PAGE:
Harvesting a crop of ripe, juicy tomatoes is one of the highlights of the gardening year.


To get the most from your plants, it pays to know which type you are growing and their particular requirements. Get to know some common varieties with our recommendations for 20 of the best tomatoes to grow.

One thing that can spoil your tomato crops is tomato blight, a fungal disease that thrives in warm, humid conditions. Consider growing blight-resistant tomato varieties to help avoid it.

Discover eight tips for boosting your tomato harvests, below.


On tall tomatoes (vines, cordons, indeterminates), pinch out the sideshoots that appear between the main stem and leaves every few days, to concentrate growth on fruit production. You don't need to do this for bush or trailing varieties.

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Pinching out a tomato plant sideshoot


Large cordon varieties need a stout stake or other strong support. Keep typing the main stem to the support as the plant grows. Bush tomatoes benefit from a short central stake, plus several encircling canes connected with string, to keep fruit off the ground.

Tying a tomato plant to a supporting cane


It's essential that tomatoes are watered regularly. Too little means fewer, smaller fruits and nutrient deficiencies, while too much 'dilutes' the flavour. An uneven water supply causes split skin, which can go mouldy. Water in the morning, pouring directly onto the roots.

Watering tomato plants with a can


Regularly feeding tomatoes with a liquid feed makes all the difference to crop quantity and quality. Use a specific tomato fertiliser, or make your own using comfrey leaves. Avoid over-feeding as this can cause problems.

Diluting tomato-feed into a watering can for application

Greenhouse care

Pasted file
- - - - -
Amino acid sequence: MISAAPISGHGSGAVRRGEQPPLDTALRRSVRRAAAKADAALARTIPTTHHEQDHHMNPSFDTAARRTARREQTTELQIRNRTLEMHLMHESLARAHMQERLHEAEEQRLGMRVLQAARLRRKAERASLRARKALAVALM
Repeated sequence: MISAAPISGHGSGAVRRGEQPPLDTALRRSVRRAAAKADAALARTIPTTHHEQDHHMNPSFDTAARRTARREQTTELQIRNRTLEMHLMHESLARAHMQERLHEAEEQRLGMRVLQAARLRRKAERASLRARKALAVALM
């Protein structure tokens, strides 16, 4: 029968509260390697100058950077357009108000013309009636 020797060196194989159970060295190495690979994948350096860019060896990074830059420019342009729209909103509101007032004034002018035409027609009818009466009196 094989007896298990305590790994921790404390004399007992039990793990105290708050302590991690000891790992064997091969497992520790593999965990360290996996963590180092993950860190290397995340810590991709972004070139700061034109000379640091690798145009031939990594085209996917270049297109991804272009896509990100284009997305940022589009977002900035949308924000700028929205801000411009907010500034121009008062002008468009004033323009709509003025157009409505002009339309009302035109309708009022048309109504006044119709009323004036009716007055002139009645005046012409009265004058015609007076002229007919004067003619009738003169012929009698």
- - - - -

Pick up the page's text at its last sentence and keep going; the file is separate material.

Excess sun and heat can lead to sun scald, scorch and poor fruit set, so keep the temperature at or below 25°C by putting up shading (netting, whitewash), ventilating and damping down paths. Ventilate during cool weather as diseases thrive in damp air.

Ventilating tomato plants growing under glass

Removing leaves

As cordon tomatoes mature, the lowest leaves turn yellow and should be snapped or cut off to improve air flow and help control disease. On all types, regularly remove any dead or yellowing leaves, without completely defoliating the plant.

Removing lower leaves from a tomato plant


In late summer, cordon varieties should have the main stem 'stopped' (cut off) to avoid wasting energy on the production of late fruit that won't have time to develop. Let four fruit trusses form on outside plants (six on indoor plants), then pinch out the growing tip.

Cutting the main stem off a tomato plant


Ripe tomatoes come off easily when gently lifted and twisted. Don't leave ripe fruits on the plant or they'll soften, split and rot. At the end of the season, green fruits can be harvested and kept in a warm, dark place to ripen.

Tomatoes ripe for harvesting
Large 'Costoluto Genovese' tomatoes

Tomato varieties producing the biggest fruits